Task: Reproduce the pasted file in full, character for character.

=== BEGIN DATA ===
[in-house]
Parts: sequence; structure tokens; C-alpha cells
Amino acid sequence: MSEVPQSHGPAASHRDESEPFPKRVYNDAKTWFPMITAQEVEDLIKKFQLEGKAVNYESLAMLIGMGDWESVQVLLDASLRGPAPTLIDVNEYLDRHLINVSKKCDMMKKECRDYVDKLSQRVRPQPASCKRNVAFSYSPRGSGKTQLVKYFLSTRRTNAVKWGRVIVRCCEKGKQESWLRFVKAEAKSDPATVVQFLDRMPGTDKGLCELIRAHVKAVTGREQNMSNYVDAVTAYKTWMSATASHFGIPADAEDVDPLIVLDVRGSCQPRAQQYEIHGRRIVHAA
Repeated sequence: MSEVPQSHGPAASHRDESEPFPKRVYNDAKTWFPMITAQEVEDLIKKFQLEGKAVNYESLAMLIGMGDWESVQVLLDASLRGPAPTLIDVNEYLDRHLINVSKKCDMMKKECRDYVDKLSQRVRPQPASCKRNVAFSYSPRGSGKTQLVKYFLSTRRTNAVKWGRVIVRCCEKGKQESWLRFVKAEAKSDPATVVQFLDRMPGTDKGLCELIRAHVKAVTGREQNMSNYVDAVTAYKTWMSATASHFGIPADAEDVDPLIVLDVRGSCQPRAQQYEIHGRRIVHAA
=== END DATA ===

[in-house]
Parts: sequence; structure tokens; C-alpha cells
Amino acid sequence: MSEVPQSHGPAASHRDESEPFPKRVYNDAKTWFPMITAQEVEDLIKKFQLEGKAVNYESLAMLIGMGDWESVQVLLDASLRGPAPTLIDVNEYLDRHLINVSKKCDMMKKECRDYVDKLSQRVRPQPASCKRNVAFSYSPRGSGKTQLVKYFLSTRRTNAVKWGRVIVRCCEKGKQESWLRFVKAEAKSDPATVVQFLDRMPGTDKGLCELIRAHVKAVTGREQNMSNYVDAVTAYKTWMSATASHFGIPADAEDVDPLIVLDVRGSCQPRAQQYEIHGRRIVHAA
Repeated sequence: MSEVPQSHGPAASHRDESEPFPKRVYNDAKTWFPMITAQEVEDLIKKFQLEGKAVNYESLAMLIGMGDWESVQVLLDASLRGPAPTLIDVNEYLDRHLINVSKKCDMMKKECRDYVDKLSQRVRPQPASCKRNVAFSYSPRGSGKTQLVKYFLSTRRTNAVKWGRVIVRCCEKGKQESWLRFVKAEAKSDPATVVQFLDRMPGTDKGLCELIRAHVKAVTGREQNMSNYVDAVTAYKTWMSATASHFGIPADAEDVDPLIVLDVRGSCQPRAQQYEIHGRRIVHAA